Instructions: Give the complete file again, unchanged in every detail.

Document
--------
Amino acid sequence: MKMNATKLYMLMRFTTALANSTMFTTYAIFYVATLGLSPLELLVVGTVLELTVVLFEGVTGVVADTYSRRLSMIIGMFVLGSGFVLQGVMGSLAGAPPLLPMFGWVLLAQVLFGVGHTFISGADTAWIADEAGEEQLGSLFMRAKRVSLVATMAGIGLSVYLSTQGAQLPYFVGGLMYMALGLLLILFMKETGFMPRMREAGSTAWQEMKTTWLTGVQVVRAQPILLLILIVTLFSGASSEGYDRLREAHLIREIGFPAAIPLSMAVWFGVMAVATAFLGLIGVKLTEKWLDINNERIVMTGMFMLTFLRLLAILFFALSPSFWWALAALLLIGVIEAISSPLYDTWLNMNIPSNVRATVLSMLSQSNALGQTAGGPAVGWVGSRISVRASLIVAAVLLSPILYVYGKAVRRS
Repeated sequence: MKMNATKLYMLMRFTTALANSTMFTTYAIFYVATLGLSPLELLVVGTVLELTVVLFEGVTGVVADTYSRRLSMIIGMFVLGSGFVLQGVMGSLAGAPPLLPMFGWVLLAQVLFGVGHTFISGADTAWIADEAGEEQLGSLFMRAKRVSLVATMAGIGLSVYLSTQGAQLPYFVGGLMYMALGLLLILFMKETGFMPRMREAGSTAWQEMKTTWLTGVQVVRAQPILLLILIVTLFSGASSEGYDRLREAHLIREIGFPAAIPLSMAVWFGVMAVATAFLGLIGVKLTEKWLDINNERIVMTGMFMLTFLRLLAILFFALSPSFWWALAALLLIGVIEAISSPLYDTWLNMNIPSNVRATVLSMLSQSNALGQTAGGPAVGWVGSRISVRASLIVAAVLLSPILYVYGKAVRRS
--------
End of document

Amino acid sequence: MKMNATKLYMLMRFTTALANSTMFTTYAIFYVATLGLSPLELLVVGTVLELTVVLFEGVTGVVADTYSRRLSMIIGMFVLGSGFVLQGVMGSLAGAPPLLPMFGWVLLAQVLFGVGHTFISGADTAWIADEAGEEQLGSLFMRAKRVSLVATMAGIGLSVYLSTQGAQLPYFVGGLMYMALGLLLILFMKETGFMPRMREAGSTAWQEMKTTWLTGVQVVRAQPILLLILIVTLFSGASSEGYDRLREAHLIREIGFPAAIPLSMAVWFGVMAVATAFLGLIGVKLTEKWLDINNERIVMTGMFMLTFLRLLAILFFALSPSFWWALAALLLIGVIEAISSPLYDTWLNMNIPSNVRATVLSMLSQSNALGQTAGGPAVGWVGSRISVRASLIVAAVLLSPILYVYGKAVRRS
Repeated sequence: MKMNATKLYMLMRFTTALANSTMFTTYAIFYVATLGLSPLELLVVGTVLELTVVLFEGVTGVVADTYSRRLSMIIGMFVLGSGFVLQGVMGSLAGAPPLLPMFGWVLLAQVLFGVGHTFISGADTAWIADEAGEEQLGSLFMRAKRVSLVATMAGIGLSVYLSTQGAQLPYFVGGLMYMALGLLLILFMKETGFMPRMREAGSTAWQEMKTTWLTGVQVVRAQPILLLILIVTLFSGASSEGYDRLREAHLIREIGFPAAIPLSMAVWFGVMAVATAFLGLIGVKLTEKWLDINNERIVMTGMFMLTFLRLLAILFFALSPSFWWALAALLLIGVIEAISSPLYDTWLNMNIPSNVRATVLSMLSQSNALGQTAGGPAVGWVGSRISVRASLIVAAVLLSPILYVYGKAVRRS